It’s all eerily similar to a claim made by a U.S. senator in Wheeling, W.Va., 65 years ago: “I have here a list of 205 [State Department employees] that were known to the Secretary of State as being members of the Communist Party.” Sen. Joe McCarthy never revealed where he got that list; the number changed from 205 all the way down to seven, and he never provided any concrete evidence. But, as Trump knows, McCarthy’s lack of evidence was no hindrance to tapping into the fears of a portion of the U.S. electorate. In those days, communists were coming for you; now, Muslims and immigrants are, and in both cases, the U.S. government won’t stop them. The message remains: Be afraid. The more that people buy into the message, the worse off America is.
At an event Saturday night in eastern Tennessee, an organizer brought up the meme that poor people tend to “vote against their best interests,” for Republicans who vote to slash safety net programs that keep them afloat. This complaint, as I have written, is an old pet peeve. First, because it’s a lefty dog whistle for saying those voters are stupid — which they hear clearly even if we cannot. And second, as liberals do we really want our neighbors to go into the voting booth to vote what’s best for No. 1 rather than for an America that aspires to something better? But Saturday night, the same organizer offered a new twist from a New York Timesarticle by ProPublica’s Alec MacGillis:
In eastern Kentucky and other former Democratic bastions that have swung Republican in the past several decades, the people who most rely on the safety-net programs secured by Democrats are, by and large, not voting against their own interests by electing Republicans. Rather, they are not voting, period. They have, as voting data, surveys and my own reporting suggest, become profoundly disconnected from the political process.The people in these communities who are voting Republican in larger proportions are those who are a notch or two up the economic ladder — the sheriff’s deputy, the teacher, the highway worker, the motel clerk, the gas station owner and the coal miner. And their growing allegiance to the Republicans is, in part, a reaction against what they perceive, among those below them on the economic ladder, as a growing dependency on the safety net, the most visible manifestation of downward mobility in their declining towns.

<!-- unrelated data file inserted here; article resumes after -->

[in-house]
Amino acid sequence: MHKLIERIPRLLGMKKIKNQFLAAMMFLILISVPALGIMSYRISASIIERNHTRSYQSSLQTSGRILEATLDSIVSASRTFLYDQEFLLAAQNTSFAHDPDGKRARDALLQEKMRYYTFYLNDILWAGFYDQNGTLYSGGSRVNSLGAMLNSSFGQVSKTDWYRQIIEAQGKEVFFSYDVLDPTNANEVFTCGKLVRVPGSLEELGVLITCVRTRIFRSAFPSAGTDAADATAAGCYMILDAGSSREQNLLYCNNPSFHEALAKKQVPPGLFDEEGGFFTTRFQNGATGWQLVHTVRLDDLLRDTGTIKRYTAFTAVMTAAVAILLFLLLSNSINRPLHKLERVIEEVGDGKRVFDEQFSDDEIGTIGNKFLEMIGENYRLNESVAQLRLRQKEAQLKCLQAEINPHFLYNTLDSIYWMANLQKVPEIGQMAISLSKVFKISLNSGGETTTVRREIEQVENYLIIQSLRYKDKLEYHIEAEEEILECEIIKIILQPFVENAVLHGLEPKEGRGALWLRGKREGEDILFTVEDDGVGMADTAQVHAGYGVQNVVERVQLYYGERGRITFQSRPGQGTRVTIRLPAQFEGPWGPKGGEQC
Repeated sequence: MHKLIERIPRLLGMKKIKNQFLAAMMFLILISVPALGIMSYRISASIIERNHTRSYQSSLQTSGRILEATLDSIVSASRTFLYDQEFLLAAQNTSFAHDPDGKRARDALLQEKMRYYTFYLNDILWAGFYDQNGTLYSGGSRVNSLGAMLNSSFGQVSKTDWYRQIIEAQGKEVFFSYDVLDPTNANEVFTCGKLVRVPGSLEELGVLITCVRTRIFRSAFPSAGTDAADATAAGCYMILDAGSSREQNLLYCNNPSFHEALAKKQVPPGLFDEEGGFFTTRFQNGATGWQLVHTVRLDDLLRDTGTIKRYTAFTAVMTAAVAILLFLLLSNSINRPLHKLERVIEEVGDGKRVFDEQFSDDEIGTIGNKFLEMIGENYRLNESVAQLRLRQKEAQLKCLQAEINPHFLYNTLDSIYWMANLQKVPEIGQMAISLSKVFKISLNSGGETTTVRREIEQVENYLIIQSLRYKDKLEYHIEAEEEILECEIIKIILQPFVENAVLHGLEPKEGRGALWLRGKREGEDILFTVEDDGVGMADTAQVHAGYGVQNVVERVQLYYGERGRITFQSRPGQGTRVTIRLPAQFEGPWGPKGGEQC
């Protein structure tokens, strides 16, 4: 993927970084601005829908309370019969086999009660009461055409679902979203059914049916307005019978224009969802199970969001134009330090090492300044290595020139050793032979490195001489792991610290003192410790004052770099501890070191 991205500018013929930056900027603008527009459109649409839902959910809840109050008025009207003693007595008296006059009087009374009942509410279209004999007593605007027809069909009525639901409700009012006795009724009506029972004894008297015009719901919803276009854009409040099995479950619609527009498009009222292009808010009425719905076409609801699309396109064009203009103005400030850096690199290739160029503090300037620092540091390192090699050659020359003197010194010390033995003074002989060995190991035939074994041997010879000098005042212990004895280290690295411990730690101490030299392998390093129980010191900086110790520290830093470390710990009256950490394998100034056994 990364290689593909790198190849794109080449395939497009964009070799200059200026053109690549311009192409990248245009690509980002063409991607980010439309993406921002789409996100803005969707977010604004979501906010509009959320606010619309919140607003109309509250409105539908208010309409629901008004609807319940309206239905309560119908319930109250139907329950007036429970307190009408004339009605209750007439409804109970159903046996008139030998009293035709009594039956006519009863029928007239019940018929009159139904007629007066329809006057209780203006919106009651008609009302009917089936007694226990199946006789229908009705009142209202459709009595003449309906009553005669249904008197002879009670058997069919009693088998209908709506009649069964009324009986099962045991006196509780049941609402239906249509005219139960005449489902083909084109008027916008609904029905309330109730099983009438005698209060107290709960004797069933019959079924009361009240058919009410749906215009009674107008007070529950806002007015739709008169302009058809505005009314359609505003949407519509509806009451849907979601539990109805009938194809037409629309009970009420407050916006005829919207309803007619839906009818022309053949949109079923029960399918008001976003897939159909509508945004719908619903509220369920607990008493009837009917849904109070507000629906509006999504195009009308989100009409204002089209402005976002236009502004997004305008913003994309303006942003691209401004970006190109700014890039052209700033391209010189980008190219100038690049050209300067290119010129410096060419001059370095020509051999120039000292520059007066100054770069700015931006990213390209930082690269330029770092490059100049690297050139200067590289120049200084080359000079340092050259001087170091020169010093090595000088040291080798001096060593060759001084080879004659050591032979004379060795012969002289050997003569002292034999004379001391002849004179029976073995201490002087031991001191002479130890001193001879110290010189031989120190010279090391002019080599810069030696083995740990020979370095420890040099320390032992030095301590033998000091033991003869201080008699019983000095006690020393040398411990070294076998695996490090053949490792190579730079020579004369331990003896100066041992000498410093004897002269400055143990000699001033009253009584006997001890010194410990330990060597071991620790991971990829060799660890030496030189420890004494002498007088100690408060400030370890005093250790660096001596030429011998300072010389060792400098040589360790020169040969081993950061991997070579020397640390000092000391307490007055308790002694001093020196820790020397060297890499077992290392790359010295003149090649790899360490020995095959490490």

This is perhaps a manifestation of the “last place aversion” I wrote about in February. It is the need to have someone to look down on so you do not see yourself on the bottom rung of life’s ladder: Read More→
Salon’s headline is more satisfying than the text, but Bill Curry’s prescription for Democrats not being Republican punching bags on foreign policy again after the Paris attacks cuts to the heart of it:
Democrats have been losing the national security debate for years. Most aren’t any good at it. Some don’t even try. Few have the courage or conviction to challenge failed doctrines. So they crouch in the cellar praying the storm will soon pass. If this one doesn’t, its blood-dimmed tide may sweep a Republican into the White House and the country into a limitless, trackless war. To keep that from happening Democrats must find the courage and skill to lay out a clear, credible alternative to the reflexive militarism of the past. As things stand, they aren’t even close.